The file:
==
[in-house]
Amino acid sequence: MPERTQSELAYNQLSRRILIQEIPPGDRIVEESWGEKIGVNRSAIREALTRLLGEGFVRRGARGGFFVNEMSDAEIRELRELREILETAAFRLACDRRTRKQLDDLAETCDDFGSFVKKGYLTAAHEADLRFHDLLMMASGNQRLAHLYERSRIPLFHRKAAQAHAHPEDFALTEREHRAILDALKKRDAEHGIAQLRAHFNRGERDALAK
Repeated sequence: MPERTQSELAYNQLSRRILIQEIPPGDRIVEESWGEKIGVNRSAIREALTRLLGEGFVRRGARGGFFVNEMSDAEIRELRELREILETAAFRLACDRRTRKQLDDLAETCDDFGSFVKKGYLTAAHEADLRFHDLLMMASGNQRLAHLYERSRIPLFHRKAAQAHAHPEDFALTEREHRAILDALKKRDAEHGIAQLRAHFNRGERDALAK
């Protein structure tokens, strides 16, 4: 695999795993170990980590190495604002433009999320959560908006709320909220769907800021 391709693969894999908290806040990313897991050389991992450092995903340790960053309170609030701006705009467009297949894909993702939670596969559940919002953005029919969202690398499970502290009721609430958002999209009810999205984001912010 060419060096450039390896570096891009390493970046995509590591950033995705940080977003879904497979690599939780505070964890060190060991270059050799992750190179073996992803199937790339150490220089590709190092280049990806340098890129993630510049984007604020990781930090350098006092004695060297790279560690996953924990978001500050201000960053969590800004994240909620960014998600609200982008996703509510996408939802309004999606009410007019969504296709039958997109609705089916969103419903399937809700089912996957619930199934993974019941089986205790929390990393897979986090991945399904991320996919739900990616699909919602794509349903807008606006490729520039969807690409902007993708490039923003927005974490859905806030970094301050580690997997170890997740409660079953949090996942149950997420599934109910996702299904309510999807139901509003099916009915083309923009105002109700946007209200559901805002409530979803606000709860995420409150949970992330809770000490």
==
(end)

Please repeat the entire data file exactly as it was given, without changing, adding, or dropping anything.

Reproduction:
[in-house]
Amino acid sequence: MPERTQSELAYNQLSRRILIQEIPPGDRIVEESWGEKIGVNRSAIREALTRLLGEGFVRRGARGGFFVNEMSDAEIRELRELREILETAAFRLACDRRTRKQLDDLAETCDDFGSFVKKGYLTAAHEADLRFHDLLMMASGNQRLAHLYERSRIPLFHRKAAQAHAHPEDFALTEREHRAILDALKKRDAEHGIAQLRAHFNRGERDALAK
Repeated sequence: MPERTQSELAYNQLSRRILIQEIPPGDRIVEESWGEKIGVNRSAIREALTRLLGEGFVRRGARGGFFVNEMSDAEIRELRELREILETAAFRLACDRRTRKQLDDLAETCDDFGSFVKKGYLTAAHEADLRFHDLLMMASGNQRLAHLYERSRIPLFHRKAAQAHAHPEDFALTEREHRAILDALKKRDAEHGIAQLRAHFNRGERDALAK
């Protein structure tokens, strides 16, 4: 695999795993170990980590190495604002433009999320959560908006709320909220769907800021 391709693969894999908290806040990313897991050389991992450092995903340790960053309170609030701006705009467009297949894909993702939670596969559940919002953005029919969202690398499970502290009721609430958002999209009810999205984001912010 060419060096450039390896570096891009390493970046995509590591950033995705940080977003879904497979690599939780505070964890060190060991270059050799992750190179073996992803199937790339150490220089590709190092280049990806340098890129993630510049984007604020990781930090350098006092004695060297790279560690996953924990978001500050201000960053969590800004994240909620960014998600609200982008996703509510996408939802309004999606009410007019969504296709039958997109609705089916969103419903399937809700089912996957619930199934993974019941089986205790929390990393897979986090991945399904991320996919739900990616699909919602794509349903807008606006490729520039969807690409902007993708490039923003927005974490859905806030970094301050580690997997170890997740409660079953949090996942149950997420599934109910996702299904309510999807139901509003099916009915083309923009105002109700946007209200559901805002409530979803606000709860995420409150949970992330809770000490």